Declining mental sharpness "just comes with age," right? Not so fast, say geriatrics researchers and clinicians gathered at a prestigious 2018 conference hosted by the American Geriatrics Society (AGS) with support from the National Institute on Aging (NIA). In a report published in the Journal of the American Geriatrics Society (JAGS), attendees of a conference for the NIA's Grants for Early Medical/Surgical Specialists Transition into Aging Research (GEMSSTAR) program describe how increasing evidence shows age-related diseases--rather than age itself--may be the key cause of cognitive decline. And while old age remains a primary risk factor for cognitive impairment, researchers believe future research--and sustained funding--could illuminate more complex, nuanced connections between cognitive health, overall health, and how we approach age.
"We've long been taught that cognitive issues are 'just part of aging,'" explains Christopher R. Carpenter, MD, MSc, who helped coordinate the conference. "But contemporary medical research shows how bodily changes that lead to diseases like dementia appear long before the symptoms we associate with 'old age.' This begs the question: Is it really age that causes cognitive decline, or is it ultimately the diseases we now associate with age--in large part because we see them with increasing frequency now that we live longer? That's what we wanted to tackle coming together for this meeting."
Hosted by the AGS and NIA in 2018 as the third conference in a three-part series for GEMSSTAR scholars, the NIA "U13" conference brought together NIA experts and more than 100 scholars, researchers, and leaders representing 13 medical specialties to explore experiences with cognitive impairment across health care. Conference findings, published in JAGS (DOI: 10.1111/jgs.16093), detail early thinking on the two-way relationship between cognitive health and the health of other organ systems, as well as opportunities for moving science and practice forward.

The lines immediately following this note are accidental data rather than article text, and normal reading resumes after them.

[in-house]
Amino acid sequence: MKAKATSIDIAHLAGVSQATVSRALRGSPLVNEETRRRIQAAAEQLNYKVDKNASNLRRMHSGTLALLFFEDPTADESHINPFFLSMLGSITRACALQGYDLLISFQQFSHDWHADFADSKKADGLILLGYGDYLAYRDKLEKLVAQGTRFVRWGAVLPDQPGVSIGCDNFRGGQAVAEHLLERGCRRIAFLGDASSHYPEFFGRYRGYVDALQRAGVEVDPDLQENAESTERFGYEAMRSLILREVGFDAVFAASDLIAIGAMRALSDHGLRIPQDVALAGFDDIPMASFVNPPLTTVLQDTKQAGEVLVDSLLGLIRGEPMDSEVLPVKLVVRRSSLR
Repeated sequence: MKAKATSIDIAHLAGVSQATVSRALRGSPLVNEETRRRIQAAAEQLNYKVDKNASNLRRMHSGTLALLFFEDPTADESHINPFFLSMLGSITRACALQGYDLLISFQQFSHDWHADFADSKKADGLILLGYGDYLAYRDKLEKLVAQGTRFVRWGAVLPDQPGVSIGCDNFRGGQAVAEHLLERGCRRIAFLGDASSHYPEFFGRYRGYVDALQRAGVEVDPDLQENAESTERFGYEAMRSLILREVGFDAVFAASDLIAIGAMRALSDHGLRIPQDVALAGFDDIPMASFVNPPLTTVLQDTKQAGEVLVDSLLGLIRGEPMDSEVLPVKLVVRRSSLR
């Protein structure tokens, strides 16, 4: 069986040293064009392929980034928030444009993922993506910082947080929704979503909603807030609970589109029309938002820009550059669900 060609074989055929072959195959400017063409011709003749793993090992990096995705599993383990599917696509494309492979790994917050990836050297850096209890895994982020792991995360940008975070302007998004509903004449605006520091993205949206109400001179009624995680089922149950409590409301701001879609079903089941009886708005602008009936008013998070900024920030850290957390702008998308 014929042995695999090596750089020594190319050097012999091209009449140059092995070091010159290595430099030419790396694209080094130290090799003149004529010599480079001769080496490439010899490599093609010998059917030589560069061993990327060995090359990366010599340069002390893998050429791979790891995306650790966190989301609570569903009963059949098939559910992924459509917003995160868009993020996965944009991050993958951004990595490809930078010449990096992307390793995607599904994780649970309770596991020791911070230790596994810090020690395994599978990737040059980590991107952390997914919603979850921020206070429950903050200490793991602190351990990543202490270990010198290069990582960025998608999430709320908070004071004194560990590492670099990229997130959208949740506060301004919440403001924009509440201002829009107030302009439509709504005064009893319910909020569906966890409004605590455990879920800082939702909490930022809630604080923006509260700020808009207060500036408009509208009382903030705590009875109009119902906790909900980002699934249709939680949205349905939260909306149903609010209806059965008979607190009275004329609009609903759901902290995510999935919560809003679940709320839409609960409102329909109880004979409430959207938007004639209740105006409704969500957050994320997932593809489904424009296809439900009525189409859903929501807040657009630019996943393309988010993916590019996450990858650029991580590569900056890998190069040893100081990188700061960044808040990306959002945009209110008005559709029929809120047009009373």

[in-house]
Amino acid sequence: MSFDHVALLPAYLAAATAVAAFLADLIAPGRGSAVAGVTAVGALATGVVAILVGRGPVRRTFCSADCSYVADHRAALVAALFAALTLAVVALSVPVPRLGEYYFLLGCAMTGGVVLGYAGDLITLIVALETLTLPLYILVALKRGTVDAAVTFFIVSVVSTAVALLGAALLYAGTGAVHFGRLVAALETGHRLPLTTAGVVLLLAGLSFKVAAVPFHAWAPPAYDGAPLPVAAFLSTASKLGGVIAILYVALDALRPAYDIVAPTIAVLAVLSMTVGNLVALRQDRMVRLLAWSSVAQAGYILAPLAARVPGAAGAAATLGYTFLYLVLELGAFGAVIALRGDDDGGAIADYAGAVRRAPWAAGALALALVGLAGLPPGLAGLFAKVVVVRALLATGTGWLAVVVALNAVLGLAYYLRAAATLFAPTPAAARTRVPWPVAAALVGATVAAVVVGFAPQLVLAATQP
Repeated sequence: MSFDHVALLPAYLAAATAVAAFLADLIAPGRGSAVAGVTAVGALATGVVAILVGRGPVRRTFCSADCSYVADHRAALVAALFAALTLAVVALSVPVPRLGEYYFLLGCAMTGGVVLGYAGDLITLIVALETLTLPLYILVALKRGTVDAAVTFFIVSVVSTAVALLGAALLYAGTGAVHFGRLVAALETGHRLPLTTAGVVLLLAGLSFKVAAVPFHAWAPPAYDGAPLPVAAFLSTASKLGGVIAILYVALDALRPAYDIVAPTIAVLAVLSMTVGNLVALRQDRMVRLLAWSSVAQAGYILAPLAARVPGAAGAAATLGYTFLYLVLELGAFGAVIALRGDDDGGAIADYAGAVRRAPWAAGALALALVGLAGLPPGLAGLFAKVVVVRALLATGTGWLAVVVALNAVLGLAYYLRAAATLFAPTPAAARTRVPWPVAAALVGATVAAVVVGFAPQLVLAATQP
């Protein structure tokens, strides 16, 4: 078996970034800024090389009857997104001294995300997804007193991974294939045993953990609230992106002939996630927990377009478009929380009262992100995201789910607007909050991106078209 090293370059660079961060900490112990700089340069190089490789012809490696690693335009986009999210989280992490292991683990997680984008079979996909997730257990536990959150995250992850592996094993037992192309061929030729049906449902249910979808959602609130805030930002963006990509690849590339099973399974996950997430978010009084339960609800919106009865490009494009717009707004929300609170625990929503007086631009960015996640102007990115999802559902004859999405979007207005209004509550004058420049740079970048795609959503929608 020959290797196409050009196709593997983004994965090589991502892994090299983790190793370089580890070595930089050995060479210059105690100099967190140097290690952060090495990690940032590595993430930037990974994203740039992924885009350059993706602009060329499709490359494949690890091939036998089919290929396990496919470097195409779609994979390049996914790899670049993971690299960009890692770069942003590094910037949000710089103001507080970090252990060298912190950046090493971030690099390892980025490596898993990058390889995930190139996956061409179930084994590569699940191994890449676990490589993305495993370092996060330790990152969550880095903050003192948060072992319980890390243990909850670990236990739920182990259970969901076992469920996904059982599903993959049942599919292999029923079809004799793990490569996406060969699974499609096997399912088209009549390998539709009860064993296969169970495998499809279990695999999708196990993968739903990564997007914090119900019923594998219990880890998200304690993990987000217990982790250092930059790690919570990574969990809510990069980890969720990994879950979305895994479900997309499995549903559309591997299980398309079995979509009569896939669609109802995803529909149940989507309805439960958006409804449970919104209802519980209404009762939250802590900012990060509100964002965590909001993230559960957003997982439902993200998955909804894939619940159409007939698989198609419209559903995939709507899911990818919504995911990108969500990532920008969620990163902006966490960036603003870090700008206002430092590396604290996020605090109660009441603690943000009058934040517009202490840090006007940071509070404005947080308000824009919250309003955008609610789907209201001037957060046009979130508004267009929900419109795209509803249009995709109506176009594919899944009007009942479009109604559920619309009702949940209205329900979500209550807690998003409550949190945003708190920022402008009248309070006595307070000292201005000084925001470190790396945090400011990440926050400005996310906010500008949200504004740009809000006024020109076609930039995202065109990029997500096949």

According to attendees, several themes emerged:
- Researchers and clinicians from across health care noted the critical relationship between two of their top concerns: Dementia and delirium (the medical term for abrupt, rapid-onset confusion or an altered mental state, which affects millions of older adults annually). Research now suggests delirium and dementia are mutually inclusive risk factors, with cases of one prompting risks for the other. Thus, prevention of delirium may offer the unprecedented opportunity to prevent or lessen future cognitive decline.
- Still, as one of the conference attendees noted, "[T]he brain is not an island." Because the conference focused on the impact of cognitive impairment across specialties, a critical focal point for scholars was the complex, bi-directional relationship between cognition and the rest of the body. Cognitive impairments can serve as indicators or influencers in the course of other diseases and conditions. For example, cognitive impairment is perhaps "the strongest independent predictor" of hospital readmission and mortality for older people living with heart failure.
- As the field progresses, however, a major barrier remains: A dearth of research owing to the exclusion of potential study participants who are cognitively impaired. Though obtaining informed consent (the term used to describe a person's willingness to participate in a study after confirming they understand all the possible risks and benefits) remains challenging, researchers pointed to data that willingness to participate remains high. Coupled with suggestions for tailoring consent safeguards to the types of studies and potential participants thus holds promise for protecting against exploitation while continuing to move cutting-edge care principles forward.